Construction spending in the U.S. has risen steadily since the financial crisis, and as of June sat at a near-record annualized rate of $1.55 trillion. Delving into the data, the dollars spent in most categories of construction grew along with the overall economic expansion.
The intrigue: One segment bucks the trend most noticeably. Construction of religious facilities has fallen sharply over the past two decades.
Why it matters: Construction spending provides insights into the economic growth of the U.S., and about what Americans are investing in.
- Similar to how the decline of brick and mortar retail stores doesn’t necessarily reflect an outright decline in shopping, the way people worship is also evolving.
By the numbers: Construction spending on religious facilities touched a record low annualized rate of $3 billion in June. This is a 66% decline from its $8.8 billion record high in August 2003, according to Census data.
- Meanwhile, construction spending on amusement and recreation facilities surged 42% from $7.7 billion in August 2003 to $10.9 billion as of June.
- Educational buildings, office space, and sewage and waste facilities are among the categories with rising spend in recent years.
Details: Religious facilities in the dataset include houses of worship such as churches, mosques, synagogues and temples. They do not include certain buildings owned by religious organizations like college facilities and hospitals.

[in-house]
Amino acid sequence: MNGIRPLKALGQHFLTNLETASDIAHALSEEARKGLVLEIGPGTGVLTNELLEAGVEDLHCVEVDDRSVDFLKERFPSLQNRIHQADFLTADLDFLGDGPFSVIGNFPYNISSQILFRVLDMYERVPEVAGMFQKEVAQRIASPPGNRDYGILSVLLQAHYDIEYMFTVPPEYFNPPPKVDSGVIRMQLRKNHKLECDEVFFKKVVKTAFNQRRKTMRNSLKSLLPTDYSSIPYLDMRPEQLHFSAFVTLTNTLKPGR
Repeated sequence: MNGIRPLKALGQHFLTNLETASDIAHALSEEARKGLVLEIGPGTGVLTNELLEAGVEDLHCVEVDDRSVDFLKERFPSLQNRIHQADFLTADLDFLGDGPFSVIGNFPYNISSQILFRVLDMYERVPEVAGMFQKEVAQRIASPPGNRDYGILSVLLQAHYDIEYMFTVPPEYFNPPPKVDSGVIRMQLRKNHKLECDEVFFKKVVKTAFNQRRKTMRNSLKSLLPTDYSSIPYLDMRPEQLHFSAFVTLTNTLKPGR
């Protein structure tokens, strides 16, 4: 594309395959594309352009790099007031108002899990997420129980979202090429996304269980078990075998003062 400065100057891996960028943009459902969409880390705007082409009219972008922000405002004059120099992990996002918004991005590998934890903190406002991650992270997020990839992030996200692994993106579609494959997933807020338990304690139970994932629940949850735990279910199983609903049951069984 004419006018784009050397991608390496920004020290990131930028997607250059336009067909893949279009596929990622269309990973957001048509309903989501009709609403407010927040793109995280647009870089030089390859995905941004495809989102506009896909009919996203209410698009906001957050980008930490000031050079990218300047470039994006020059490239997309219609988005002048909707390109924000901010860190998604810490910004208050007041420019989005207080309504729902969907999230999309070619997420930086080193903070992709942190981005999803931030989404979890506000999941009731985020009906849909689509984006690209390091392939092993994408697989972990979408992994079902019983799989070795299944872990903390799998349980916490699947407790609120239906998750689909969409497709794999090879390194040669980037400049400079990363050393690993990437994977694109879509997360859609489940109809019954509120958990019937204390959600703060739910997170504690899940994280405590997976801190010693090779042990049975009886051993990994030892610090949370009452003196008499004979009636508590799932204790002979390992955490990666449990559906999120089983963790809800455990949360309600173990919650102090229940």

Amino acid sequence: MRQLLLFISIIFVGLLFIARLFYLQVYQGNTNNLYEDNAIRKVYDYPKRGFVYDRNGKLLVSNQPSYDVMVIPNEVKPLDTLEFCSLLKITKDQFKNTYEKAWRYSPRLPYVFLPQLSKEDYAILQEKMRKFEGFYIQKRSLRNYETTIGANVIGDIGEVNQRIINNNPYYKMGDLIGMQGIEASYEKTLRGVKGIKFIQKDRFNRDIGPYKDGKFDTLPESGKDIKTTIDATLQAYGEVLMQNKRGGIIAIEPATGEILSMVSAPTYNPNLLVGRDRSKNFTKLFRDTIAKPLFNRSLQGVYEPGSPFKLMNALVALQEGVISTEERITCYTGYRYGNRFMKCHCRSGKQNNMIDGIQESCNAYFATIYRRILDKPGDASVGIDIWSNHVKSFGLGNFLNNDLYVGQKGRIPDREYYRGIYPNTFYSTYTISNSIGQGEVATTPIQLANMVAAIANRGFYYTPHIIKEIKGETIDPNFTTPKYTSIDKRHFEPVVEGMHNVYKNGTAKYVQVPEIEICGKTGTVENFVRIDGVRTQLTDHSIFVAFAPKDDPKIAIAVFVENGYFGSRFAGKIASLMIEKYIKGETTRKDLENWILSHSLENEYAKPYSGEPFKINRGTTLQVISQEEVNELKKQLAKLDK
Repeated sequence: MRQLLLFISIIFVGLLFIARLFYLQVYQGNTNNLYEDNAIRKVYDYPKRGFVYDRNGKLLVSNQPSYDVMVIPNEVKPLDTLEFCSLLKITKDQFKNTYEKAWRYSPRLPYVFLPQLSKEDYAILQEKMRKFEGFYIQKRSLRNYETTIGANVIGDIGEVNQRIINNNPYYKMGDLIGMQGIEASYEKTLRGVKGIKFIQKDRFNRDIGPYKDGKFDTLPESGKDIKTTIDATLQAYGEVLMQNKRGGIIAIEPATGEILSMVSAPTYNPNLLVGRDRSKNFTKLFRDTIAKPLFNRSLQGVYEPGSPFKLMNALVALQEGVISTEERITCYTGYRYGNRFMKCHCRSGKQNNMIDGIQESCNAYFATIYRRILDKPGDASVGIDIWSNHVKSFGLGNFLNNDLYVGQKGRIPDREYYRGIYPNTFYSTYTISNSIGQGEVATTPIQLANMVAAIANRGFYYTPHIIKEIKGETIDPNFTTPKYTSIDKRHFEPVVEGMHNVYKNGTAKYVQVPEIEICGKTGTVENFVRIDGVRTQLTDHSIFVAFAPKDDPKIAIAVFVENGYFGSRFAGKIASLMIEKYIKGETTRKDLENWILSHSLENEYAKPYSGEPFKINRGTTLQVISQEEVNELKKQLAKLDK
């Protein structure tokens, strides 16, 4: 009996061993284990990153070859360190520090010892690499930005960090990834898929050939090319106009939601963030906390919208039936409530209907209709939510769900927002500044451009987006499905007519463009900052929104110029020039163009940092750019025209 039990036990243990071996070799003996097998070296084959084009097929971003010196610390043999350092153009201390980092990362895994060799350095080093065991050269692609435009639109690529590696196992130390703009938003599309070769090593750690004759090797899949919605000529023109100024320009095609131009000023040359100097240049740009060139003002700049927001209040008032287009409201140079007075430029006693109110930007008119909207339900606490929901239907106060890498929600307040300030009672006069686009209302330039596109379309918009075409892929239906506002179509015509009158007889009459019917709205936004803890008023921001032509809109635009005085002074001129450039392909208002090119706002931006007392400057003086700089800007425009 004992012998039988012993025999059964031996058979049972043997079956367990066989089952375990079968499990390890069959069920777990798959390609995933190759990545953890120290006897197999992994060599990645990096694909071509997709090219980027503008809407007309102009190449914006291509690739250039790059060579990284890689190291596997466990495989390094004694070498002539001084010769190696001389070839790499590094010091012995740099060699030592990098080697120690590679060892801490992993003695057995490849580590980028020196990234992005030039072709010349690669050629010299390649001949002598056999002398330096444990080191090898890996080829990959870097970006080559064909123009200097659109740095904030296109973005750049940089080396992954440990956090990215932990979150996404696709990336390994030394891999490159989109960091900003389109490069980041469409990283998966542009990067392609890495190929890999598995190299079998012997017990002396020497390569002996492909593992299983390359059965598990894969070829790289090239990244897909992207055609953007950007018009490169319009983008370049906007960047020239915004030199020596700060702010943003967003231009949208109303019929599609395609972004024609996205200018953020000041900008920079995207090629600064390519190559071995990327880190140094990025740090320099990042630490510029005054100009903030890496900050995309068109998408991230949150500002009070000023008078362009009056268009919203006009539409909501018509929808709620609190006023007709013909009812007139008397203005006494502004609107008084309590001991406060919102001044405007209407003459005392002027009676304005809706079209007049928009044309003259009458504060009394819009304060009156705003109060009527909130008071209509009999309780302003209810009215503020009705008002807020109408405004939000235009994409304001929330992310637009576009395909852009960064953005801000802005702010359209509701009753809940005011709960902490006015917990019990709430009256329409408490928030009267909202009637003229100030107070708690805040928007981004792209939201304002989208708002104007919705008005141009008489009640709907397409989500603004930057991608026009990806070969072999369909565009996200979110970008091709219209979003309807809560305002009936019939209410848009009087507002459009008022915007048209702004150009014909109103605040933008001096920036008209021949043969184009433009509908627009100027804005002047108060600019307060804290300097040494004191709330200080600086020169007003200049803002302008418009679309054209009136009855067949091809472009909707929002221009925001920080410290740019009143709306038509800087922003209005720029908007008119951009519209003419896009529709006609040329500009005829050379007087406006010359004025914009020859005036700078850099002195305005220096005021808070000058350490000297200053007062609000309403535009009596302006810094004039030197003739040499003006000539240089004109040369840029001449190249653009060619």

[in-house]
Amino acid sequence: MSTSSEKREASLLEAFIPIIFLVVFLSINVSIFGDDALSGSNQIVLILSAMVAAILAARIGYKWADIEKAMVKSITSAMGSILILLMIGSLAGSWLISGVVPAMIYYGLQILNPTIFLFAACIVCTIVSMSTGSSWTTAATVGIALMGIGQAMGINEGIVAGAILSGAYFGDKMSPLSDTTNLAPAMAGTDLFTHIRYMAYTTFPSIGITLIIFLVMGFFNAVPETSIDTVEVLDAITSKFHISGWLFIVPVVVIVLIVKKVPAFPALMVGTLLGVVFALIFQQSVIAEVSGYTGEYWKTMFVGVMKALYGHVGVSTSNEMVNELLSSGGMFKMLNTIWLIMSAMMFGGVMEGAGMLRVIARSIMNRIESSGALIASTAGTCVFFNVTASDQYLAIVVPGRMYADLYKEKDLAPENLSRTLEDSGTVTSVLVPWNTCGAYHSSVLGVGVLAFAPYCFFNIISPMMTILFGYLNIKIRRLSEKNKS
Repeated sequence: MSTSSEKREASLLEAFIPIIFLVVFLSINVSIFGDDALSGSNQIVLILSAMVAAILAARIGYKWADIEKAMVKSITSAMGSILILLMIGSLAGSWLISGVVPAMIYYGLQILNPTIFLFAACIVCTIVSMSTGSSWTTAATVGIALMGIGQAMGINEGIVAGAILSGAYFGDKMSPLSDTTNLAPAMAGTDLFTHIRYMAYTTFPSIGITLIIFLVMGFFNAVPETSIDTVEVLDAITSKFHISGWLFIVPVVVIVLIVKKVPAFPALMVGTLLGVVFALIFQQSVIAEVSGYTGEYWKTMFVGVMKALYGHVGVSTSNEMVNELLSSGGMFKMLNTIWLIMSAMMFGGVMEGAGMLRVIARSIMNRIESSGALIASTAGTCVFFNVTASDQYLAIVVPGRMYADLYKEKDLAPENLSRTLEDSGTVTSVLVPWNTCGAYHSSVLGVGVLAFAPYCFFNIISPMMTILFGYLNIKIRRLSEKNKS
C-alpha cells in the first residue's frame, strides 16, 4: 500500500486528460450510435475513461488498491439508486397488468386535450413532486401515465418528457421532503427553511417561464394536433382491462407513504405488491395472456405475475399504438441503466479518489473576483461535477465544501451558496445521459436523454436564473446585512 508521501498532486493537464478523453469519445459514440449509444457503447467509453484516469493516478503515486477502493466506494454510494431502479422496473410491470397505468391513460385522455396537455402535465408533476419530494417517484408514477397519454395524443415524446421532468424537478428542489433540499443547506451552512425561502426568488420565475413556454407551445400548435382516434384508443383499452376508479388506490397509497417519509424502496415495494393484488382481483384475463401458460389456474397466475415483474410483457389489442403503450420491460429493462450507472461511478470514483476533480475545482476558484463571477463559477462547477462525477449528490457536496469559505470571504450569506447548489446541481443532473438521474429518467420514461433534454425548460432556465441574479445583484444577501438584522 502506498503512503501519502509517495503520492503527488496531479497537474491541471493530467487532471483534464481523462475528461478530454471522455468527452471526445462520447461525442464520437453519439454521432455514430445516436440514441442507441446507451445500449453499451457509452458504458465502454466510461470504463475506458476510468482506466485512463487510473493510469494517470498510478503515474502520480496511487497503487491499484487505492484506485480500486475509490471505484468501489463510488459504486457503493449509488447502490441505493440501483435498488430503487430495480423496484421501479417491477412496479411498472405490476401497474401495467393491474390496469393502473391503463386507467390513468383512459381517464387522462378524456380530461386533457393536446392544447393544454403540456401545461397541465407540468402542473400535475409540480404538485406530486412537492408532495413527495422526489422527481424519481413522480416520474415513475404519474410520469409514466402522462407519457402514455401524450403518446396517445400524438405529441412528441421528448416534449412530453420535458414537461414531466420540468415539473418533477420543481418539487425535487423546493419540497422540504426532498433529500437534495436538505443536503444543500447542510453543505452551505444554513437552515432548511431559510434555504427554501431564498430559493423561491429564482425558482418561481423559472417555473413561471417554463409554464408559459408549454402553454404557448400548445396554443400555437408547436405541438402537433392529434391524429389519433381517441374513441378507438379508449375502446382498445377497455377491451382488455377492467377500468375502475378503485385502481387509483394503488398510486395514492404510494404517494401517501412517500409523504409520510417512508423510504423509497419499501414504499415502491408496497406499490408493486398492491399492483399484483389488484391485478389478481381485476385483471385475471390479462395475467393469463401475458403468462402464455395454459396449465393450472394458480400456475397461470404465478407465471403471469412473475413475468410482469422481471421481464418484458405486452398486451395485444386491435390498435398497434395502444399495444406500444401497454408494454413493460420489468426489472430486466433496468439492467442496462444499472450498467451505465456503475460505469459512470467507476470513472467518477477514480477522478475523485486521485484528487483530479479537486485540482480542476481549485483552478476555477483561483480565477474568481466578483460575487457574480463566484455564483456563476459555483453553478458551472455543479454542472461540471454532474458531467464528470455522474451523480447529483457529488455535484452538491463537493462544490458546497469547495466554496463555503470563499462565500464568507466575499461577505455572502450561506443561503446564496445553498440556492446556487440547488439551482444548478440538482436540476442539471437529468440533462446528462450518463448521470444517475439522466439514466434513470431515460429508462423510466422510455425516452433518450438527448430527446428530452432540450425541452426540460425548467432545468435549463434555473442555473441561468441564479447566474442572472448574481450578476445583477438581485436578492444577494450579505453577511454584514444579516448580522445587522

Between the lines: According to Gallup, just 47% of U.S. adults said they were a member of a church, synagogue or mosque in 2020. This was the first time ever this group wasn’t the majority.
Yes, but: Rev. David Schoen, a minister for the United Church of Christ Church Building & Loan Fund, follows church closures closely and tells Axios that the decline in construction doesn’t tell the whole story.
- Schoen notes that worshippers are engaging in other ways, like through online portals. They're also meeting in schools and warehouses.
- "There's a number of churches on the market that can be bought," Schoen adds. "So there's not a whole lot of new construction."
What to watch: "Millennials have been a little later in terms of partnering and having children and moving to the suburbs," Kermit Baker, chief economist for The American Institute of Architects, tells Axios.
- "I think all that sort of feeds into the decision to get affiliated with a religious organization."
- Baker doesn’t think trends will reverse as millennials get older, but says maybe they "begin to stabilize."
The bottom line: Religious construction is a small part of the overall picture. But category trends provide insight into why aggregate measures of data are going up or down.